Can Viruses Cause Mental Illness?
By: Beth McHugh 2006
Spend time in a crowded shopping center or in an air conditioned office during peak winter virus time and you'd expect that your chances of picking up a cold or flu virus would be increased. But what if you could pick up a mental illness via the same method?
Conditions such as depression and schizophrenia have long been regarded as having a strong biological component by most doctors. That is, it is believed that there exists a genetic link in the development of these conditions. But what if these illnesses were caused by viruses? This is exactly what researchers in the area of mental health have been asking recently.
The theory that a virus or bacteria could cause mental illness dates back to the discovery that syphilis causes mental illness and that, via a simple dose of antibiotics, people today need not fear the insanity that comes as syphilis reaches into final, tertiary stage. Now other "physical" illnesses are being investigated as catalysts for the onset of mental illness.
Take the case of Sheryl, who as a 19-year-old was locked up in the high-dependency suicide watch ward of her local mental hospital. She believed she was in a concentration camp and was diagnosed as suffering from acute psychosis. She also had another puzzling symptoms including poor balance, a sensitivity to light, chest pains, crippling fatigue, and flu-like symptoms to name a few.
Sheryl was eventually released from hospital and struggled with mental illness for the next fourteen years before it was discovered that she was suffering form Lyme disease. After being told by numerous psychiatrists and taking literally truckloads of medication to stave off the depression, agitation, and psychotic symptoms that came and went in rapid succession, she finally had an answer.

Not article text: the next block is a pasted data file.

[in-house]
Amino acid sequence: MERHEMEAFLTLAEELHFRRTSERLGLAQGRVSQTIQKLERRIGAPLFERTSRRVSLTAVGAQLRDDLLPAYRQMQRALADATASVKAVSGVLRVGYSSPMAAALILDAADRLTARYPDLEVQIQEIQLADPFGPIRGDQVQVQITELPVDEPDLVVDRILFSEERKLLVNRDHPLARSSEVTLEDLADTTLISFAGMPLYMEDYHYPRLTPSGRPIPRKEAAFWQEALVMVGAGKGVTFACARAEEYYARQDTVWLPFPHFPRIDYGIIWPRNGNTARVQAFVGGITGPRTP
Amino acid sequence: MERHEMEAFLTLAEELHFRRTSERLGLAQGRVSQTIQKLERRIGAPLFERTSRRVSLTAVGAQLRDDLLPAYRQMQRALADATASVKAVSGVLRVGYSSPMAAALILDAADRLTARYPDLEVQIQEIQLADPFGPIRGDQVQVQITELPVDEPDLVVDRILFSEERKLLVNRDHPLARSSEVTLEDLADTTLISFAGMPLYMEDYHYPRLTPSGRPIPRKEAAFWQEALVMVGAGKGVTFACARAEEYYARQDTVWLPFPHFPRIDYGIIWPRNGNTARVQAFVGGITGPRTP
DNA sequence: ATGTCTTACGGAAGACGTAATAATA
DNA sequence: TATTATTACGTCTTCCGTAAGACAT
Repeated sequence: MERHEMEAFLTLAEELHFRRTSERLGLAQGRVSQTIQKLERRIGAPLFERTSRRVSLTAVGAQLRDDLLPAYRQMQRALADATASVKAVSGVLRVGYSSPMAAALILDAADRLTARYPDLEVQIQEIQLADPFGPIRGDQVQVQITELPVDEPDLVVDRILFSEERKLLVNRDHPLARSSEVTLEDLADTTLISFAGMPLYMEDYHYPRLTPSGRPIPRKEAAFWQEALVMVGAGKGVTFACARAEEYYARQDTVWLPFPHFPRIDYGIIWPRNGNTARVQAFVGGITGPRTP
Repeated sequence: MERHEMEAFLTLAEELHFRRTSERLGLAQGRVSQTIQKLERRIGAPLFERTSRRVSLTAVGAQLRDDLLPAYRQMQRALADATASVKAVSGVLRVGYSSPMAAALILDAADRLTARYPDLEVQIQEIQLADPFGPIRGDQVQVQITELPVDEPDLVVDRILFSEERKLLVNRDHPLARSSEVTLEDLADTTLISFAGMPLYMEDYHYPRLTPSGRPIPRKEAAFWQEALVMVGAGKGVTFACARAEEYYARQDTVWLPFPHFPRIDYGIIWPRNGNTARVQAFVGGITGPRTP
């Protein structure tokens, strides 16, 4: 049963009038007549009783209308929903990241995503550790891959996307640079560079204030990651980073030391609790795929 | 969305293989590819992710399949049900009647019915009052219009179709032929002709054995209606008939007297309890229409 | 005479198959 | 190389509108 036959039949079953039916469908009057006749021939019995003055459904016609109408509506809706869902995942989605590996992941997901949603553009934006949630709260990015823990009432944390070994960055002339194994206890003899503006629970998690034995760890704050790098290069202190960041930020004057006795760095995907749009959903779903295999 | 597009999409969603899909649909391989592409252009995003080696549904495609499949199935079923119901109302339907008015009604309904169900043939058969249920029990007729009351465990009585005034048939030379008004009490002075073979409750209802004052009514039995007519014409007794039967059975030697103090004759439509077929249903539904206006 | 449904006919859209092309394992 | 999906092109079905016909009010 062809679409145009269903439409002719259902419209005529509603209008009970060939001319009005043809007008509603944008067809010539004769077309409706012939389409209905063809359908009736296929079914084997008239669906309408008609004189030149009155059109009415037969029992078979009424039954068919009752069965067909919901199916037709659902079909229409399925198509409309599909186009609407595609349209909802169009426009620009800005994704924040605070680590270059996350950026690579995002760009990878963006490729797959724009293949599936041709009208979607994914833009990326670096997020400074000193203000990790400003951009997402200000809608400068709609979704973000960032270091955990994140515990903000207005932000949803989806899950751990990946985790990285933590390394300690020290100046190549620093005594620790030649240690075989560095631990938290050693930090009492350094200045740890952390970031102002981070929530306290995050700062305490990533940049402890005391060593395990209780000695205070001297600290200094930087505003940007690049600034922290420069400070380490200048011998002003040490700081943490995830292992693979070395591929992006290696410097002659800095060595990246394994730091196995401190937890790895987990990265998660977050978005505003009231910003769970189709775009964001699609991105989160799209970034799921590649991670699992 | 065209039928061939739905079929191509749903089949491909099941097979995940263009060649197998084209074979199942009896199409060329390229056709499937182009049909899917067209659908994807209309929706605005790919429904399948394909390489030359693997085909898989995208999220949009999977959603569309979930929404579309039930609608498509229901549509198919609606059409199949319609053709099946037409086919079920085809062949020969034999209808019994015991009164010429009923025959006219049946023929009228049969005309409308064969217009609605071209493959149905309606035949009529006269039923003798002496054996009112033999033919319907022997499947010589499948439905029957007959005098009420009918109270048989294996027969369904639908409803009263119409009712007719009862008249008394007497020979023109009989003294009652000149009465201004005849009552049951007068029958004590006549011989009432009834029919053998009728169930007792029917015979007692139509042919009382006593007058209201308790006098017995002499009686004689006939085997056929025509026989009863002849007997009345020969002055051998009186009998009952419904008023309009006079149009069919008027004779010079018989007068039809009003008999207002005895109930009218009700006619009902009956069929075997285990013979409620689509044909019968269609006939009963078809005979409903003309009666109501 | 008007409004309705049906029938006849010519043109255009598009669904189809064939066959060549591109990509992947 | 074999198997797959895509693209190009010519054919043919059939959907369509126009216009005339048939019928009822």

Like syphilis, Lyme disease is caused by a bacterium which burrows into various parts of the body, including the brain. It may lay dormant for months or even years, until its activation results in a puzzling and terrifying array of psychiatric and physical symptoms. Lyme disease is caused by the bite of the tick and was first identified in the 1970s. Fortunately, it can be reversed by means of long term antibiotic therapy. Unfortunately, Lyme disease is under-diagnosed and victims of the bacteria suffer needlessly for years.
As research progresses, numerous other bugs have been shown to cause various mental illnesses from depression to full-blown psychosis. More radical researchers insist that the conventional theories of mental illness must be challenged; although it is unlikely that so- called "brain germs" are responsible for most mental illnesses. However, what this research has shown is that doctors must be willing to keep an open mind in the area of mental health and pursue all avenues of thought before routinely doling out potent and potentially harmful psychotropic medication unnecessarily.